In the case of acoustic upright, the resistance is derived from, among other things, the pulling of the bridle tape and when the hammer butt is caught by the back check. The vibration is transferred to the wippen where it makes connection with the capstan screw that is mounted on your key. Since there is no actual hammer movement in your DP action, you will not be able to feel such a vibration. The lack of precision in the regulation of all the contact points can make the touch of an acoustic piano much worse than an ordinary DP.

I personally feel that it's all a matter of prejudice. If you had started off learning to play the piano with DP, and after years of familiarizing yourself with DPs, you may not like the feel of a real acoustic piano.


Edited by Cashley (02/16/10 10:17 AM)

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#1375419 - 02/16/10 10:28 AM Re: Do Yamaha actions wear out? What action am I missing? [Re: pandamonium]
jscomposer Offline
500 Post Club Member

Registered: 10/27/08
Posts: 537
Loc: The Boogie Down
It's noisier because the felt that catches the "hammers" as they fall back is worn down. All the material is still there, but if you looked under the hood, you'd see 88 depressions in that felt strip.
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Joshua Seth plays Joshua Seth

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#1375455 - 02/16/10 11:13 AM Re: Do Yamaha actions wear out? What action am I missing? [Re: pandamonium]
Volusiano Offline
500 Post Club Member

Registered: 01/01/10
Posts: 770
Originally Posted By: pandamonium
I know the N3 mimics the vibration but I don't know that the resisting "push" I feel is on DPs


The N3 has the real grand action so you would feel this "push" as well on the N3.

If you're talking about feeling a "push" after you strike a key but keep it down half-way or release it slow enough, that's probably the hammer head catching the backcheck on its half-way release point. This is part of the double escapement action.

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#1375564 - 02/16/10 01:17 PM Re: Do Yamaha actions wear out? What action am I missing? [Re: Volusiano]
pandamonium Offline
Full Member

Registered: 12/10/09
Posts: 21
So the feeling I'm describing is escapement then? When I was reading here earlier, it seemed like a bunch of people felt the escapement was overdone on the Roland and nearly imperceptible on acoustics. (I was on an upright when I felt it.) I wish I were near a piano shop that had a wide selection available for me to sample.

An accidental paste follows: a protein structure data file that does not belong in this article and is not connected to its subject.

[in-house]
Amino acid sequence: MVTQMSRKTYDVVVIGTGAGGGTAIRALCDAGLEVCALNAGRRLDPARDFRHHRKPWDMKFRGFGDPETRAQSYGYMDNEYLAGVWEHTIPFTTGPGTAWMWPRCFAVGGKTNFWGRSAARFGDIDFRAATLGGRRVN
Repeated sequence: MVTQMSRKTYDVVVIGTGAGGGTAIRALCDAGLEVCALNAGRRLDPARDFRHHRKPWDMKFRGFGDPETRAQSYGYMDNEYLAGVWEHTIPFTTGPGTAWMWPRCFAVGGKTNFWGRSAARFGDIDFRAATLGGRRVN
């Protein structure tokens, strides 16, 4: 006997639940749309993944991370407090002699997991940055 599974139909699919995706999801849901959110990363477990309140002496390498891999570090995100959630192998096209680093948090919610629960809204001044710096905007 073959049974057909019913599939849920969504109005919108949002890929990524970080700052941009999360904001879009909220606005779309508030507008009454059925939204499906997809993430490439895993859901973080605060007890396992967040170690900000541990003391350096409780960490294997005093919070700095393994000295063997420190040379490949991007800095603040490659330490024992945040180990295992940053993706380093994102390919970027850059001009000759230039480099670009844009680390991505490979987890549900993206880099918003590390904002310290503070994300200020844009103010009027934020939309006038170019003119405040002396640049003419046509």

I didn't realize I didn't explain this, but the push I felt was when I tapped a key but not hard enough for it to hit the strings. I was playing around with it because even pretty light touches resulted in much louder notes than I would have expected.

I think of a DP as an instrument for me to practice on until I can afford/accommodate a grand piano. I mainly want to make that future transition as smooth as possible. I'm dreaming, but I want a Disklavier that can toggle between string audio and modeled audio out.

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#1375607 - 02/16/10 01:53 PM Re: Do Yamaha actions wear out? What action am I missing? [Re: pandamonium]
Volusiano Offline
500 Post Club Member

Registered: 01/01/10
Posts: 770
Yes, most likely the escapement in action, now that you clarified that you tapped the key not hard enough to hit the string. See this link and click the red link called "action in motion" in the first paragraph to pop an action window, then click on the "Play Note" button on the bottom left. You will hear the hammer head hit the string and see the "Release Halfway" position next where it comes to rest on the backcheck in the half way point. The act of the hammer head being caught by the backcheck transmits the feel back into the wippen part of the mechanism back to the key which causes you to feel that slight "push".